WASHINGTON (AP) — The Latest on the Trump administration's decision to cancel one program to protect some immigrants in the country illegally from deportation (all times local):
The Trump administration says it hasn't decided the fate of a program protecting hundreds of thousands of young immigrants from deportation, despite saying a day earlier that the program will continue.
The mixed signals reflect the political sensitivities behind the Obama administration program known as Deferred Action for Childhood Arrivals, or DACA. As a candidate, Donald Trump denounced the program as an "illegal amnesty" and said he would immediately end it.
Since taking office, Trump has expressed empathy for the participants.
Cancelling the program could mean trying to deport more than 787,000 people who identified themselves to the government in exchange for temporary protection. Continuing it would be unpopular with many of his supporters.
Homeland Security Department spokesman David Lapan says no decisions about DACA's ultimate fate have been made.
The Trump administration is leaving in place a program protecting hundreds of thousands young immigrants from deportation — one that President Donald Trump had pledged to eliminate.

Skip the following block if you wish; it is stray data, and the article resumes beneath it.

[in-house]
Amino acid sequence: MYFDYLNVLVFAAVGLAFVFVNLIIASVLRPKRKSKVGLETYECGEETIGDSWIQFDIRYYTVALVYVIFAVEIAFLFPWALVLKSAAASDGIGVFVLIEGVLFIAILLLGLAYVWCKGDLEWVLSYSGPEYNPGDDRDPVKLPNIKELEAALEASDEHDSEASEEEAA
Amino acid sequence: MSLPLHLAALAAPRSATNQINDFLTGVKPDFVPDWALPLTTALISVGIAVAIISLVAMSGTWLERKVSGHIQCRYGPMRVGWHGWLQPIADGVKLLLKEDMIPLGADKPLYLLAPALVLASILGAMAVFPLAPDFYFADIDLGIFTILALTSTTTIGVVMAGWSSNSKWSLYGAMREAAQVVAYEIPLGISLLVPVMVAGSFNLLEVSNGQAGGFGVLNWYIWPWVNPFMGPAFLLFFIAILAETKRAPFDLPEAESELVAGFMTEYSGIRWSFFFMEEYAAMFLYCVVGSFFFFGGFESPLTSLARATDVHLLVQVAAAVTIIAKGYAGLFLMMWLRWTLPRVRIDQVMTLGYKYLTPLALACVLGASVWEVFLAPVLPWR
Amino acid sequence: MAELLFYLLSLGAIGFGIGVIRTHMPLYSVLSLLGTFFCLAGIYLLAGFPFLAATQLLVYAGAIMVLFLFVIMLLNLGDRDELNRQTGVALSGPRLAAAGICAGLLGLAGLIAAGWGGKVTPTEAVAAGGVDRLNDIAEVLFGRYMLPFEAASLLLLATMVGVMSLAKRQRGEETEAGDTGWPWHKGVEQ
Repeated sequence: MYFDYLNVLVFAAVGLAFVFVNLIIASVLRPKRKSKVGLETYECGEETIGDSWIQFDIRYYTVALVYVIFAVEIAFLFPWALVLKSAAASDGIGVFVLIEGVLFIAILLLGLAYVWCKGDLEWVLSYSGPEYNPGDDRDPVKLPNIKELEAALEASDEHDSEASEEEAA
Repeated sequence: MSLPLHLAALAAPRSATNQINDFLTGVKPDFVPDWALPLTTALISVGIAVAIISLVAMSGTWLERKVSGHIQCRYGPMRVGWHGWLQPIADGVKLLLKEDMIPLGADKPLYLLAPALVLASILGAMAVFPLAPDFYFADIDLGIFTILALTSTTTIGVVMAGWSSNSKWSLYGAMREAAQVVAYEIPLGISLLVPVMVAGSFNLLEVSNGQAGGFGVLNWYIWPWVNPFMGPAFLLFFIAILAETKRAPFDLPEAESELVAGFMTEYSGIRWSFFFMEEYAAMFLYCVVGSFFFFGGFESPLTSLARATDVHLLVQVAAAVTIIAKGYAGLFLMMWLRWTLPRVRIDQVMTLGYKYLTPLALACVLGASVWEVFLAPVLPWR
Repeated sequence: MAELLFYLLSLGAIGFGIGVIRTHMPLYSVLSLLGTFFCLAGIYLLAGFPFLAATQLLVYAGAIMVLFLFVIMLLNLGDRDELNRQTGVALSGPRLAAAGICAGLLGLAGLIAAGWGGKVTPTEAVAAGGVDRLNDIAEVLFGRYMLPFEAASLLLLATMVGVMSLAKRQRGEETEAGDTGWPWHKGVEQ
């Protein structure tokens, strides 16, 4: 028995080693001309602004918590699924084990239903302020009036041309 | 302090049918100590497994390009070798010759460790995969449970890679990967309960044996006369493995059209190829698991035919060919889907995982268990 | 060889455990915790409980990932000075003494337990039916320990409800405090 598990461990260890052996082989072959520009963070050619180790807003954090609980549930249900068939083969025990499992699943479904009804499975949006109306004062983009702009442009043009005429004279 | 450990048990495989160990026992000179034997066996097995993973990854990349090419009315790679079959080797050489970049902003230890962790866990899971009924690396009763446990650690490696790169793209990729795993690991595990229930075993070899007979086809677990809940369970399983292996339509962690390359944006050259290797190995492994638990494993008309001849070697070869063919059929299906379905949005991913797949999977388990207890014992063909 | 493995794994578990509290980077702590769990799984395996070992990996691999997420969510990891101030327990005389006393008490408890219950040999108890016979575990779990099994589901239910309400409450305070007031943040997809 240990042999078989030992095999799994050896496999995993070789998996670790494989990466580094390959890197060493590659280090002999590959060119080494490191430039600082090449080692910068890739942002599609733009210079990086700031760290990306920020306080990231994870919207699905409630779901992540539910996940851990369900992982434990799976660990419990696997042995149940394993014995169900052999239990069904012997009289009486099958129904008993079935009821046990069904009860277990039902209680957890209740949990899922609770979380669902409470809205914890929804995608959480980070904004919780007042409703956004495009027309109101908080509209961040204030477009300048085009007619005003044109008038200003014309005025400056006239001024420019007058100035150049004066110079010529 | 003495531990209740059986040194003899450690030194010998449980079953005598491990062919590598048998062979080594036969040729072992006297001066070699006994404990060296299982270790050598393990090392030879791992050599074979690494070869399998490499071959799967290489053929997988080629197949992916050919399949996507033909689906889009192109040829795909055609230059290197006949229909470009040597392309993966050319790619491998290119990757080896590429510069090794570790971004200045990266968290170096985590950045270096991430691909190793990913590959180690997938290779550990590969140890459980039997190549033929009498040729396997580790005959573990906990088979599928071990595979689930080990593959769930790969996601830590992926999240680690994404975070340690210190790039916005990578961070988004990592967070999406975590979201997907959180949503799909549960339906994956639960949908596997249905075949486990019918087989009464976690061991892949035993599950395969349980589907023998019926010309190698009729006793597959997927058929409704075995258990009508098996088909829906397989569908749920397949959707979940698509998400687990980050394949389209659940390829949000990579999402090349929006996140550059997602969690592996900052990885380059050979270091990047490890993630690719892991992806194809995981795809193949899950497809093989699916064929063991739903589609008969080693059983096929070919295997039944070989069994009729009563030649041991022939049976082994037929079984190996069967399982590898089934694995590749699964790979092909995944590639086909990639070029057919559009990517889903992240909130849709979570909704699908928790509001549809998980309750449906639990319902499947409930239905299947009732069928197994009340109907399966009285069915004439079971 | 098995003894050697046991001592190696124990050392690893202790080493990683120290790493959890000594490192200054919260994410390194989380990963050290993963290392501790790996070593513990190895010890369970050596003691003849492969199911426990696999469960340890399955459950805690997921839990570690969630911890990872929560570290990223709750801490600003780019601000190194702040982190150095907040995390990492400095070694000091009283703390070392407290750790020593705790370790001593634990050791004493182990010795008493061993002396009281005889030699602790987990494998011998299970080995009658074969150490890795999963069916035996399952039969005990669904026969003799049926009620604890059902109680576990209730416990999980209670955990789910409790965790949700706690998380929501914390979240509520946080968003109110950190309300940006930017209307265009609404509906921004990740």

The announcement to continue the Deferred Action for Childhood Arrivals program, known as DACA, was made quietly late Thursday. The decision was noted at the bottom of an administration statement announcing the end of another Obama-era immigration program. That program, protecting the immigrant parents of U.S. citizens, was never implemented.
Despite his campaign pledges to eliminate DACA, Trump had repeatedly expressed empathy with program participants, often referred to as "dreamers." Many arrived in the United States as small children and have little recollection of their birth countries.
The program does not give them residency status, but temporarily protects them from deportation and allows them to work legally.
The Trump administration is formally revoking an Obama-era program intended to protect immigrant parents of U.S. citizens and legal residents from deportation.
The Deferred Action for Parents of Americans program was announced by the Obama administration in 2014 but was blocked by a federal judge in Texas after 26 states challenged the program's legality in federal court.
Homeland Security Secretary John Kelly formally revoked the policy memo that created the program, which mirrored an earlier effort to shield from deportation young immigrants in the country illegally, late Thursday. It was revoked five years to the day after President Barack Obama announced the protection efforts for young immigrants.
Revoking it and ending the stalled program fulfills a key campaign promise from President Donald Trump, who pledged to "immediately" cancel both efforts.